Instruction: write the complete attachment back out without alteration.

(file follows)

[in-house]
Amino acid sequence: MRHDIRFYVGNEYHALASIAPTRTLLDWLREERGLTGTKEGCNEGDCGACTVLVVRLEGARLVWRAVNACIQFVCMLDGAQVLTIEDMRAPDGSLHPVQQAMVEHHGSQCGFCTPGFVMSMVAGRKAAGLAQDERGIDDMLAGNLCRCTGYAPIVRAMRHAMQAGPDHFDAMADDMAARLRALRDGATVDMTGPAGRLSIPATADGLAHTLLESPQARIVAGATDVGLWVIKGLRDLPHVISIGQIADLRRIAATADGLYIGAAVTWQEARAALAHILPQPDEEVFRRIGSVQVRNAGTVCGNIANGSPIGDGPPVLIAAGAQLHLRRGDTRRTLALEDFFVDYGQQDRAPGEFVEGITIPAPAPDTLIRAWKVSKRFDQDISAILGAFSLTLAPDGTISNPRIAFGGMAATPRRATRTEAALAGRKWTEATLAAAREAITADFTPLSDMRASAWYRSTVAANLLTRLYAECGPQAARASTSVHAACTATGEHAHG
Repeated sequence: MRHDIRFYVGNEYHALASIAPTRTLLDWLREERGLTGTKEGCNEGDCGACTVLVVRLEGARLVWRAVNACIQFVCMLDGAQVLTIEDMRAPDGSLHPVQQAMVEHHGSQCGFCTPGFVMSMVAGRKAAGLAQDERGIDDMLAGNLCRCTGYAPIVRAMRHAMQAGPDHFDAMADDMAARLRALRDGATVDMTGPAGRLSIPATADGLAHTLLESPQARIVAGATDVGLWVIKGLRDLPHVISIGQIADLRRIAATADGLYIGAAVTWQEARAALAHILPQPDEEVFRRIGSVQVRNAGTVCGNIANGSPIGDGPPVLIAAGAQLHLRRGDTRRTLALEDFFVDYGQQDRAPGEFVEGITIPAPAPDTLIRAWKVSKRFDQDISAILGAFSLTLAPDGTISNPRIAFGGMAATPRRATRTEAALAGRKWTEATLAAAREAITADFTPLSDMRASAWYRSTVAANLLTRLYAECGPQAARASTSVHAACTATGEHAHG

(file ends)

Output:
[in-house]
Amino acid sequence: MRHDIRFYVGNEYHALASIAPTRTLLDWLREERGLTGTKEGCNEGDCGACTVLVVRLEGARLVWRAVNACIQFVCMLDGAQVLTIEDMRAPDGSLHPVQQAMVEHHGSQCGFCTPGFVMSMVAGRKAAGLAQDERGIDDMLAGNLCRCTGYAPIVRAMRHAMQAGPDHFDAMADDMAARLRALRDGATVDMTGPAGRLSIPATADGLAHTLLESPQARIVAGATDVGLWVIKGLRDLPHVISIGQIADLRRIAATADGLYIGAAVTWQEARAALAHILPQPDEEVFRRIGSVQVRNAGTVCGNIANGSPIGDGPPVLIAAGAQLHLRRGDTRRTLALEDFFVDYGQQDRAPGEFVEGITIPAPAPDTLIRAWKVSKRFDQDISAILGAFSLTLAPDGTISNPRIAFGGMAATPRRATRTEAALAGRKWTEATLAAAREAITADFTPLSDMRASAWYRSTVAANLLTRLYAECGPQAARASTSVHAACTATGEHAHG
Repeated sequence: MRHDIRFYVGNEYHALASIAPTRTLLDWLREERGLTGTKEGCNEGDCGACTVLVVRLEGARLVWRAVNACIQFVCMLDGAQVLTIEDMRAPDGSLHPVQQAMVEHHGSQCGFCTPGFVMSMVAGRKAAGLAQDERGIDDMLAGNLCRCTGYAPIVRAMRHAMQAGPDHFDAMADDMAARLRALRDGATVDMTGPAGRLSIPATADGLAHTLLESPQARIVAGATDVGLWVIKGLRDLPHVISIGQIADLRRIAATADGLYIGAAVTWQEARAALAHILPQPDEEVFRRIGSVQVRNAGTVCGNIANGSPIGDGPPVLIAAGAQLHLRRGDTRRTLALEDFFVDYGQQDRAPGEFVEGITIPAPAPDTLIRAWKVSKRFDQDISAILGAFSLTLAPDGTISNPRIAFGGMAATPRRATRTEAALAGRKWTEATLAAAREAITADFTPLSDMRASAWYRSTVAANLLTRLYAECGPQAARASTSVHAACTATGEHAHG